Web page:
Talis Putnins is a professor of finance at the University of Technology, Sydney. One of Australia’s top experts on asset pricing, he recently published one of the foremost studies of the US ETF industry. The study, which he co-authored with several academics at Cornell University, argues that the vast majority of ETFs are actively managed, and rather than undermining active management, ETFs are making it grow. We caught up with him below to find out more.
Talis Putnins: It’s not that most ETFs have an “active” manager in the traditional sense that is doing stock picking within the fund to try and beat a benchmark, although some do. Rather, many ETFs track increasingly specialized and niche indexes that allow an investor to get highly specialized exposures to narrow segments of the market, or specific factors. For example, we have ETFs that give an investor exposure to AI or robotics, ETFs that specialize in obesity-related stocks, ETFs tailored to Gen-Y, ETFs that give exposure to value/size/momentum factors, or factors such as low volatility, high dividend payers, and so on.
The “activeness” of ETFs plays out in two ways. The first is the design of the specialized indexes or rule-based algorithms that govern what goes into the ETF portfolio. In some cases those are active investment decisions. The second and perhaps more important way is how ETFs are used by investors. Most ETFs are not designed to be a complete portfolio for an investor, but rather, they are building blocks from which investors can create their own “active” portfolios in an efficient, low-cost manner. For example, if I have a view that robotics, platinum, small caps, and value stocks will do particularly well, ETFs allow me to easily construct a low-cost portfolio that expresses those views and will beat the market if my views are correct. That is active investing, not passive.
ETFs could also be used for passive investing, and some are. For example, I could invest in one of the broad market ETFs that earns close to the market return. A passive investor would use the broad market ETFs, not the highly specialized niche ETFs. Our finding that most ETFs, whether measured by number, assets (AUM), or turnover, are “active” in the sense that they depart considerably from tracking a broad market index indicates that much of the activity in ETFs is active investing. The high turnover of ETFs – a characteristic of active investing – further supports this conclusion.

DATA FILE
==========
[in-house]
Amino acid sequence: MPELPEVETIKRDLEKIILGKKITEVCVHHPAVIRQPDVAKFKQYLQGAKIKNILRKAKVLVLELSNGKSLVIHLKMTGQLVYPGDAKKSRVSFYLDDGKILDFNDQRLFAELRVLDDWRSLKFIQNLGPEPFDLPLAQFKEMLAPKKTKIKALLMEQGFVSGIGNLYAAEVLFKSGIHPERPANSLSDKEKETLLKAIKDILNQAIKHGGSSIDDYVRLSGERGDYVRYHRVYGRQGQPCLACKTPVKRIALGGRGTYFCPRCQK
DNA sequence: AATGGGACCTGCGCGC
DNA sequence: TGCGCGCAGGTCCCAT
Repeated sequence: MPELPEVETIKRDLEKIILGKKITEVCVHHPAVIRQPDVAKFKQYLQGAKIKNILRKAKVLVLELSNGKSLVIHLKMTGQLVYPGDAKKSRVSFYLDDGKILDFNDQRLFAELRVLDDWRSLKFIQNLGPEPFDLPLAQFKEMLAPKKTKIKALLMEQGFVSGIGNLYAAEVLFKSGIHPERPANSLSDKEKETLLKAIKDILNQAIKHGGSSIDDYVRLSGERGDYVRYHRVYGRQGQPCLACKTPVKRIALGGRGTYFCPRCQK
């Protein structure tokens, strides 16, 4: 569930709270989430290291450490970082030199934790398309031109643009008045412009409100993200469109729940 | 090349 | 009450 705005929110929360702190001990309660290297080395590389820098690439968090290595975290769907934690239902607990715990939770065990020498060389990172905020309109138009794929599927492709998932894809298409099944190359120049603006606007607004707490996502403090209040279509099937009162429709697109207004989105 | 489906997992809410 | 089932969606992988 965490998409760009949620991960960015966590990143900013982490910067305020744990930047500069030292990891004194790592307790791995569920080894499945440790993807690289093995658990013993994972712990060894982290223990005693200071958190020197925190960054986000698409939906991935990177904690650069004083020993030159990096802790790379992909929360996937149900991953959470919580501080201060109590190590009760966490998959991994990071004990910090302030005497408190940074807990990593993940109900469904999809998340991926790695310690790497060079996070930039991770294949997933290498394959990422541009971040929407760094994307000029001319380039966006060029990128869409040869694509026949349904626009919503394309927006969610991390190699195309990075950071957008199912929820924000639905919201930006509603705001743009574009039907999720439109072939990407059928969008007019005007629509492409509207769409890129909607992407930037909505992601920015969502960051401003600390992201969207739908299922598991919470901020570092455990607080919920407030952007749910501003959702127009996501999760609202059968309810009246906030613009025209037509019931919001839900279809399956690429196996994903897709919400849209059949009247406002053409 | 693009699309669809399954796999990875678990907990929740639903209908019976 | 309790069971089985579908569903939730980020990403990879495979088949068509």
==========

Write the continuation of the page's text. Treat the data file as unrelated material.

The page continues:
What this means is that the growth of ETFs does not necessarily reflect a shift to passive investing. Rather, it reflects a change in the way active investing is done. Instead of active investing through high-cost traditional mutual funds, many investors are choosing to actively invest through ETFs. And we are not just talking retail investors here – many institutional investors are finding ETFs useful to implement their active strategies and get exposure that corresponds to their views rather than using individual stocks.
This is how smart beta funds are viewed by some investors. Traditional active mutual funds do not have a good track record in terms of the returns they have delivered to investors. They generally underperform their benchmarks after fees. Some funds that deliver strong returns by loading on various factors that earn return premiums, such as size, value, momentum, quality, illiquidity, low volatility, and so forth. Smart beta ETFs allow investors to efficiently gain exposure to those factors in a low-cost manner. Essentially, through smart beta ETFs investors can obtain whatever factor exposures they might want but bypassing the middleman – the high-cost fund manager.
There is another use of smart beta ETFs, in particular the single factor ones, and that is factor timing. While factors have in the past delivered return premiums, they go through cycles of performing well sometimes and poorly at other times. Factor timing involves rotating through factor exposures according to one’s view about which factors will perform well over the coming period. Doing so with single-factor ETFs rather than individual stocks can be easier and cheaper. There is evidence that institutional investors use single-factor ETFs in this manner, and do so successfully.
Another way that institutional investors use single-factor ETFs is to add a factor tilt or remove a factor tilt from an existing portfolio. Say a portfolio they construct is too heavily tilted to value and not enough to small caps. Single-factor ETFs provide an easy way to adjust those tilts to the desired exposures.
To the extent that ETFs are used in implementing active investment strategies, or as building blocks for active investment portfolios, they are likely to play a role in price discovery. Thus, ETFs do not merely feed on the price discovery of others, but they help bring information to the market. Studies provide evidence of this.